'Generation C' likes social networking, tech gadgets

People between 18 and 34 are big social, tablet and smartphone users

Step aside Gen X.

It looks like Generation C is outpacing you and other older users when it comes to online connections, redefining social media consumption in the U.S.

Americans between the ages of 18 and 34 are more connected online and more into the digital devices than any other age group, according to a report out Thursday from Nielsen Wire.

The age group, also known as Gen C, makes up 23% of the U.S. population, but it comprises larger chunks of various social and digitally savvy groups.

Based on multiple surveys of online users in the U.S., Nielsen reported that Gen C users represent 27% of people watching online video. That makes it the second-largest age group watching online videos, just slightly behind the 35-to-49 age group, which makes up 28% of online video viewers.

When it comes to visiting social networking sites and blogs, 27% are from Gen C.

Bigger differences between age groups showed up when Nielsen looked at whose using digital gadgets.

Gen C is the largest age group when it comes to tablet owners (33%) and smartphones (39%). For smartphones, Gen C has a good head start on the next largest age group -- those between 35 and 49, which make up 30% of smartphone users.

"Their ownership and use of connected devices makes them incredibly unique consumers, representing both a challenge and opportunity for marketers and content providers alike," Nielsen said in its report. "Generation C is engaging in new ways and there are more touch points for marketers to reach them."

Some might ask what's so surprising about younger users being big on social networking and computer gadgets. After all, younger users are always the tech leaders. Right?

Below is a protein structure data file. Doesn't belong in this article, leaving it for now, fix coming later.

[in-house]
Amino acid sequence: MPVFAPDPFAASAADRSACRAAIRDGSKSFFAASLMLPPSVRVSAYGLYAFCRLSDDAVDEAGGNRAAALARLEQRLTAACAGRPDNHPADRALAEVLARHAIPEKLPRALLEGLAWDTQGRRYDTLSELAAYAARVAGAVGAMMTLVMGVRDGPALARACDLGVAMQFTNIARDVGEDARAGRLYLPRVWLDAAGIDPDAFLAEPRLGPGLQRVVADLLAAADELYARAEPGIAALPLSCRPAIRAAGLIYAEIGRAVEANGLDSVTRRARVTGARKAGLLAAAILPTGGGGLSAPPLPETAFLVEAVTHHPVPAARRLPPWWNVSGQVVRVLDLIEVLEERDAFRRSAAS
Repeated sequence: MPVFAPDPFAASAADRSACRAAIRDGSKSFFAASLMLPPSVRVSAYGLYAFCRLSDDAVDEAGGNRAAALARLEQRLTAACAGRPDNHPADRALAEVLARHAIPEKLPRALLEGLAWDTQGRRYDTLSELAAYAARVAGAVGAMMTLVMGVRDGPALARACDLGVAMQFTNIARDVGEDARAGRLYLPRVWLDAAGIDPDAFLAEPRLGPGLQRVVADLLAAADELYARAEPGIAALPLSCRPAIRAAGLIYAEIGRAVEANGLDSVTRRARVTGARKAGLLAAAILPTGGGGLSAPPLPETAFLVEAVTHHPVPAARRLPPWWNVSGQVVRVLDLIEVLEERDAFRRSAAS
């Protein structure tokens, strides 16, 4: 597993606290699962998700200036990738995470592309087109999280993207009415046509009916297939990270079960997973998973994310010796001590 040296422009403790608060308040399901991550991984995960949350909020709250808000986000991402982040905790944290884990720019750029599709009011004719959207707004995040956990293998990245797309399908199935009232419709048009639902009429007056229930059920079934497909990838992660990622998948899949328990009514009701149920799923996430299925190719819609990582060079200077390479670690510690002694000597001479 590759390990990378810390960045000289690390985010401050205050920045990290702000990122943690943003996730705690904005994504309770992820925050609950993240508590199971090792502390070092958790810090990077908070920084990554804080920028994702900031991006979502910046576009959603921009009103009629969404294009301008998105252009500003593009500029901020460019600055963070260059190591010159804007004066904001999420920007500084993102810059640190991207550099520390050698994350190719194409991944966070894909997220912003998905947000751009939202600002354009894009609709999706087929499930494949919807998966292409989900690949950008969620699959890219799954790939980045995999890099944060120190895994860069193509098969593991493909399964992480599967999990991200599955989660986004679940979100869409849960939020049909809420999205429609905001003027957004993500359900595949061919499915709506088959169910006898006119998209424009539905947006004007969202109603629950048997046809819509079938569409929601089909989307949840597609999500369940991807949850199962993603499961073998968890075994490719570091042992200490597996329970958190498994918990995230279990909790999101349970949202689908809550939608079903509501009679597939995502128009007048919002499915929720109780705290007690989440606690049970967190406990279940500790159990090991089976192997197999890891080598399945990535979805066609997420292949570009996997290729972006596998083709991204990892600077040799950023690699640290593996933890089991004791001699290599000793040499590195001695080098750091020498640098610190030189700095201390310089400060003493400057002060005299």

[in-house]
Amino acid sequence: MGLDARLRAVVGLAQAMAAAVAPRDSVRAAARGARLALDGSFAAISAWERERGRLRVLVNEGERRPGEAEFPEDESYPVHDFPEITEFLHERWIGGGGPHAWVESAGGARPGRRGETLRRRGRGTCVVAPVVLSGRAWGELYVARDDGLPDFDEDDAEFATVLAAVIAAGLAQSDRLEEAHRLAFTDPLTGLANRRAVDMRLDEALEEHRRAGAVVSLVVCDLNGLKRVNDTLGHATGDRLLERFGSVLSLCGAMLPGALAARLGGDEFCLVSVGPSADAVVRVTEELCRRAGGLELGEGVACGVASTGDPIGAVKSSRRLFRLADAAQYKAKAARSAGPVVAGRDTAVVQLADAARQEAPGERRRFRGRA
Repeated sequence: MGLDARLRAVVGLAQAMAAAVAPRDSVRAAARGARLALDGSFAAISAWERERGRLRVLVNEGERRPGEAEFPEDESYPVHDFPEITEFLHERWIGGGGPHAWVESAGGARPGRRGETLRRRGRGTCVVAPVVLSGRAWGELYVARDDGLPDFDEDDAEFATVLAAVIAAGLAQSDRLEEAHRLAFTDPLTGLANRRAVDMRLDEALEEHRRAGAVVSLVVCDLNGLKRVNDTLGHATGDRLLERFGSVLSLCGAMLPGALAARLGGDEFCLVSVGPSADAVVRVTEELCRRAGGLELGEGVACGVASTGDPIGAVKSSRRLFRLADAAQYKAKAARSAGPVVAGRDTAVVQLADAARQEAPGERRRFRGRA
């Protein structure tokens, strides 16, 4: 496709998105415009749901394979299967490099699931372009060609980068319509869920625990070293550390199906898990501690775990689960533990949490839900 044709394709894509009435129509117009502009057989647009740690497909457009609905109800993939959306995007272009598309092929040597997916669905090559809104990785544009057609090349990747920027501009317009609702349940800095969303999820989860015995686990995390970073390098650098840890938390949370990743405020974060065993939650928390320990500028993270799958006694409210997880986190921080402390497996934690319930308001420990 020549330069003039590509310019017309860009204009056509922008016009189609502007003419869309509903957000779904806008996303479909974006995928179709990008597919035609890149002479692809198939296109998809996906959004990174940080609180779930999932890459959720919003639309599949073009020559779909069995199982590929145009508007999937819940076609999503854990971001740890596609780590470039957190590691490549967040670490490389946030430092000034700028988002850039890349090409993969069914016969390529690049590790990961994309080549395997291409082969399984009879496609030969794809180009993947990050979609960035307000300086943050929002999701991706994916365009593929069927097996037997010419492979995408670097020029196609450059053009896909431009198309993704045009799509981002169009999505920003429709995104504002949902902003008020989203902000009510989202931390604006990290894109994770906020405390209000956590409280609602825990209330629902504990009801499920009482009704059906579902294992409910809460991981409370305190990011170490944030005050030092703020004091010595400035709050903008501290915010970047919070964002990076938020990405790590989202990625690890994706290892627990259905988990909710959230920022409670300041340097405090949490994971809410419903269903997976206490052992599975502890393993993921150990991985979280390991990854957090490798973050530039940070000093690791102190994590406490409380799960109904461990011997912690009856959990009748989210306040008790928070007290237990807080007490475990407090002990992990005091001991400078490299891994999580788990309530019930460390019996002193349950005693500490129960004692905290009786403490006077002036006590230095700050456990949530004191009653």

Well, that theory has been tested over the past few years.

In 2009, a report released by iStrategyLabs showed that while the number of Facebook's U.S. high school and college-age users had declined over a six-month period, its popularity among the 55-and-older crowd was booming. In fact, the number of Facebook users over 55 showed staggering growth -- 513.7% -- in a six-month time spam.

And that wasn't a one-time fluke.

In the spring of 2009, Facebook's audience of users over the age of 35 increased by 23% compared with the same time frame a year earlier.

Sharon Gaudin covers the Internet and Web 2.0, emerging technologies, and desktop and laptop chips for Computerworld. Follow Sharon on Twitter at @sgaudin, on Google+ or subscribe to Sharon's RSS feed . Her email address is sgaudin@computerworld.com.

See more by Sharon Gaudin on Computerworld.com.

Copyright © 2012 IDG Communications, Inc.

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